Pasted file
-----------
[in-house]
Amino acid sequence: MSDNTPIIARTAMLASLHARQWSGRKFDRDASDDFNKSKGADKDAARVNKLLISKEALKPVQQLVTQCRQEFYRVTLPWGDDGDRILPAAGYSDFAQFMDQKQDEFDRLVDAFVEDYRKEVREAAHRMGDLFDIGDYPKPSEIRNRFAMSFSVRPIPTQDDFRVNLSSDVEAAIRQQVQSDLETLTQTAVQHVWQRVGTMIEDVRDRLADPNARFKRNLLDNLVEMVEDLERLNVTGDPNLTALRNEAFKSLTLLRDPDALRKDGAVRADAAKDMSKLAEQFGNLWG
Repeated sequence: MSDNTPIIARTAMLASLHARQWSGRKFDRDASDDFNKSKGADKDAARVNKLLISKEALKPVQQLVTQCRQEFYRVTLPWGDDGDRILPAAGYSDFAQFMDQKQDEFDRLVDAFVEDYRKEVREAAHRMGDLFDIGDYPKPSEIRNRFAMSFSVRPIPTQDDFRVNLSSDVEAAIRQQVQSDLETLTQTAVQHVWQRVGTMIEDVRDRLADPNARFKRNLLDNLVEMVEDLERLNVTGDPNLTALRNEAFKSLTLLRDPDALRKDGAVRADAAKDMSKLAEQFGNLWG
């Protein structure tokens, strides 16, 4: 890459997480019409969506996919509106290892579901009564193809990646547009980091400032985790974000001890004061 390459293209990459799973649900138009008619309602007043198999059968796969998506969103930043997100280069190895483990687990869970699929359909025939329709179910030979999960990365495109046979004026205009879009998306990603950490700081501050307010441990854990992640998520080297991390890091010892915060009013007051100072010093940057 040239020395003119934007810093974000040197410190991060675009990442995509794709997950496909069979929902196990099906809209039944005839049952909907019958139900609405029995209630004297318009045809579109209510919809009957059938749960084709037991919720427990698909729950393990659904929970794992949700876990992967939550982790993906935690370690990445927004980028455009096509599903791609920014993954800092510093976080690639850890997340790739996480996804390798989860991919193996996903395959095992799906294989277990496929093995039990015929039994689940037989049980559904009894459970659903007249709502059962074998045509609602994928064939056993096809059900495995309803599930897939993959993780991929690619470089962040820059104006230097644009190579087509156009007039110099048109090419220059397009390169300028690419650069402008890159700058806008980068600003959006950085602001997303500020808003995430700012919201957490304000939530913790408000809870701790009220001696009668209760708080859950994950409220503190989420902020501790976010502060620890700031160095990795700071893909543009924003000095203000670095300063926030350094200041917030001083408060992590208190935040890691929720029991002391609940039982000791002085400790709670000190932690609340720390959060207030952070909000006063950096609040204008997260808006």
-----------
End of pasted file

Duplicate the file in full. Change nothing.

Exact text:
[in-house]
Amino acid sequence: MSDNTPIIARTAMLASLHARQWSGRKFDRDASDDFNKSKGADKDAARVNKLLISKEALKPVQQLVTQCRQEFYRVTLPWGDDGDRILPAAGYSDFAQFMDQKQDEFDRLVDAFVEDYRKEVREAAHRMGDLFDIGDYPKPSEIRNRFAMSFSVRPIPTQDDFRVNLSSDVEAAIRQQVQSDLETLTQTAVQHVWQRVGTMIEDVRDRLADPNARFKRNLLDNLVEMVEDLERLNVTGDPNLTALRNEAFKSLTLLRDPDALRKDGAVRADAAKDMSKLAEQFGNLWG
Repeated sequence: MSDNTPIIARTAMLASLHARQWSGRKFDRDASDDFNKSKGADKDAARVNKLLISKEALKPVQQLVTQCRQEFYRVTLPWGDDGDRILPAAGYSDFAQFMDQKQDEFDRLVDAFVEDYRKEVREAAHRMGDLFDIGDYPKPSEIRNRFAMSFSVRPIPTQDDFRVNLSSDVEAAIRQQVQSDLETLTQTAVQHVWQRVGTMIEDVRDRLADPNARFKRNLLDNLVEMVEDLERLNVTGDPNLTALRNEAFKSLTLLRDPDALRKDGAVRADAAKDMSKLAEQFGNLWG
């Protein structure tokens, strides 16, 4: 890459997480019409969506996919509106290892579901009564193809990646547009980091400032985790974000001890004061 390459293209990459799973649900138009008619309602007043198999059968796969998506969103930043997100280069190895483990687990869970699929359909025939329709179910030979999960990365495109046979004026205009879009998306990603950490700081501050307010441990854990992640998520080297991390890091010892915060009013007051100072010093940057 040239020395003119934007810093974000040197410190991060675009990442995509794709997950496909069979929902196990099906809209039944005839049952909907019958139900609405029995209630004297318009045809579109209510919809009957059938749960084709037991919720427990698909729950393990659904929970794992949700876990992967939550982790993906935690370690990445927004980028455009096509599903791609920014993954800092510093976080690639850890997340790739996480996804390798989860991919193996996903395959095992799906294989277990496929093995039990015929039994689940037989049980559904009894459970659903007249709502059962074998045509609602994928064939056993096809059900495995309803599930897939993959993780991929690619470089962040820059104006230097644009190579087509156009007039110099048109090419220059397009390169300028690419650069402008890159700058806008980068600003959006950085602001997303500020808003995430700012919201957490304000939530913790408000809870701790009220001696009668209760708080859950994950409220503190989420902020501790976010502060620890700031160095990795700071893909543009924003000095203000670095300063926030350094200041917030001083408060992590208190935040890691929720029991002391609940039982000791002085400790709670000190932690609340720390959060207030952070909000006063950096609040204008997260808006």